Having a Whale of a Time ...

Thursday, 07 November 2019

Veterinary student Kim Hildebrandt is the winner of the European Rolex Scholarship of the Our World-Underwater Scholarship Society and has just finished a secondment at the world’s first Beluga Whale Sanctuary. Here we share her story about an amazing two-week placement in Iceland.


The SEA LIFE TRUST Beluga Whale Sanctuary recently welcomed a special visitor to work with the beluga whales Little Grey and Little White and to help with one of the busiest puffling seasons which the remote island of Heimaey, of the Southern coast of Iceland, has ever seen!


Kim Hildebrandt, a veterinary student from Germany, was one of the lucky winners of the coveted Rolex Diving Scholarship, which allows its winners to travel, visit and work on marine and diving projects around the world. Funded by world renowned watch-makers Rolex, the European Rolex Scholarship of the Our World-Underwater Scholarship Society helps to develop the careers of young people who are talented, passionate divers with a strong academic record and a deep seated desire to build a career in the marine industry.  Each year, three scholarships are awarded, one in the USA, one in Australasia, and one in Europe.


Kim, who is a third-year student from the University of Veterinary Medicine in Hanover, has a deep interest in marine mammals and hopes to get involved in the field of wildlife and conservation medicine with a focus on rescue and rehabilitation of aquatic animals. Kim was fascinated by the beluga project and recognised that, as a world-first project, this was going to be a unique experience.  


The Rolex scholarship gave her the opportunity to join the inspiring project and when Kim got in touch with the sanctuary via SEA LIFE Trust (SLT) partner Whale and Dolphin Conservation (WDC), to ask if part of her scholarship could be a trip to work at the SEA LIFE TRUST Beluga Whale Sanctuary, the sanctuary team were delighted to agree.  


Kim believes that the successful transfer of Little Grey and Little White, achieved by SLT and WDC, as well as the intensive preparation and training with the whales beforehand, are extraordinary. Kim herself has previously undertaken Marine Mammal Rescue Training (Stranding response) in New Zealand.


Whilst at the sanctuary Kim participated in a number of veterinary checks of Little Grey and Little White as well as health checks and care team preparation sessions.


Kim said: “When I first heard about the SEA LIFE TRUST Beluga Whale Sanctuary as the world´s first project to bring captive beluga whales back into a more natural environment, it sounded like a very promising learning opportunity for me as a veterinary medicine student with a special interest in marine mammal rehabilitation. I was therefore very happy when I was invited to spend two weeks at the sanctuaries centre in Iceland and even happier when I found out it coincided with the island’s puffling season, which I was able to help with. “


She continued: “To experience first-hand the great rehabilitation and acclimation work that has been (and still is) put in by the Beluga Care Team to prepare Little White and Little Grey for their final move into the outdoor ocean sanctuary next spring, was a very valuable experience. I helped in the preparation of the whales for routine medical checks, which are vital for a stress-free interaction between veterinarian and the belugas in case an assessment is needed in the future. “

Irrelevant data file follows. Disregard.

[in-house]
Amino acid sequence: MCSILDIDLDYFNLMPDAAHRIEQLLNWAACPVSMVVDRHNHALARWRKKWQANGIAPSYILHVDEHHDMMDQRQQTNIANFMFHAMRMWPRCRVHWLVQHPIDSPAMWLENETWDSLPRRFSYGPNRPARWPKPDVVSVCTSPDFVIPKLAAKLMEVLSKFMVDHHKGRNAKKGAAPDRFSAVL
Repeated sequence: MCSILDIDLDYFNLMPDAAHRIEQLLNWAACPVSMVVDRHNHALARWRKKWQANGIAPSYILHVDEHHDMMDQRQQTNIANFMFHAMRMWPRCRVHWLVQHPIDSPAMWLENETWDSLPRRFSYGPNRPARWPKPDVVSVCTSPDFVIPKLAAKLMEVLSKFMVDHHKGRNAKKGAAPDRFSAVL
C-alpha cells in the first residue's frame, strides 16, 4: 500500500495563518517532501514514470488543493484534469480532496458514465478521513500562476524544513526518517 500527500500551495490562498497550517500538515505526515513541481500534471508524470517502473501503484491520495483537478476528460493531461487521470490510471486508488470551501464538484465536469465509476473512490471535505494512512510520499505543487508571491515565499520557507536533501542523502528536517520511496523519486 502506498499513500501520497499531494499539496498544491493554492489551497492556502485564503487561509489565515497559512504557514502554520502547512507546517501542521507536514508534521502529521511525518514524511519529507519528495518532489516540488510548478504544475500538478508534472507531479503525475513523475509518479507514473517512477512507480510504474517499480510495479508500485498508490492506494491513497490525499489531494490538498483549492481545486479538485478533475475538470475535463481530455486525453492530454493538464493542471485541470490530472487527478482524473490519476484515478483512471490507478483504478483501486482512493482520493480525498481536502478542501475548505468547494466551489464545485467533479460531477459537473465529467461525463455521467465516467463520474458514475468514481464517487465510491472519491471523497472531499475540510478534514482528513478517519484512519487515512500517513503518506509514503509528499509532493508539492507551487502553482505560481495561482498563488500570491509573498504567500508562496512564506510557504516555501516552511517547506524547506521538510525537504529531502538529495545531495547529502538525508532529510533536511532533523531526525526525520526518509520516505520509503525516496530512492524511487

“The Puffling Patrol Program, on the other hand, is a very impressive collaborative rescue program, which has traditionally been run by the community itself. For several years, it has given invaluable insight into the abundance and health of the local puffin population by providing the chance to collect long-term data of growth and development of the rescued pufflings. “


Kim concluded “All in all, I really enjoyed my stay at the SEA LIFE TRUST Beluga Whale Sanctuary and puffin rescue centre. I have been welcomed by all staff in a very warm and open way, I have learned a lot from every one of them, and I was able to contribute to the centre´s work hands-on. I take with me new knowledge and skills and hope to return to the centre in the future. Thank you so much to the SEA LIFE Trust and marine charity Whale and Dolphin Conservation for making this experience possible for me!


Andy Bool. Head of the SEA LIFE Trust added:

“We have loved hosting Kim and introducing her to the activities which take place in running a sanctuary. Kim has been incredibly helpful as we only have a small staff team of ten (six of which are dedicated to Little Grey and Little White). Kim’s insight and hands-on approach meant she was an invaluable part of the team and helped greatly with the whale’s health assessments and our puffling season which has seen up to 800 puffling chicks being brought to our Puffin Rescue Centre every day (over 7,600 were seen across the whole season)!


Bool concluded: “We hope Kim’s placement with the sanctuary will have inspired her for her future career and help highlight that this sanctuary project demonstrates that captive belugas can be relocated from sea parks and other traditional captive facilities so they can be brought into a more natural, wild environments. Our hope is it will emphasise that there is an alternative future for these amazingly intelligent creatures.”


Kim will be returning to the SEA LIFE Trust Beluga Sanctuary in early 2020 with a follow-up research project with WDC.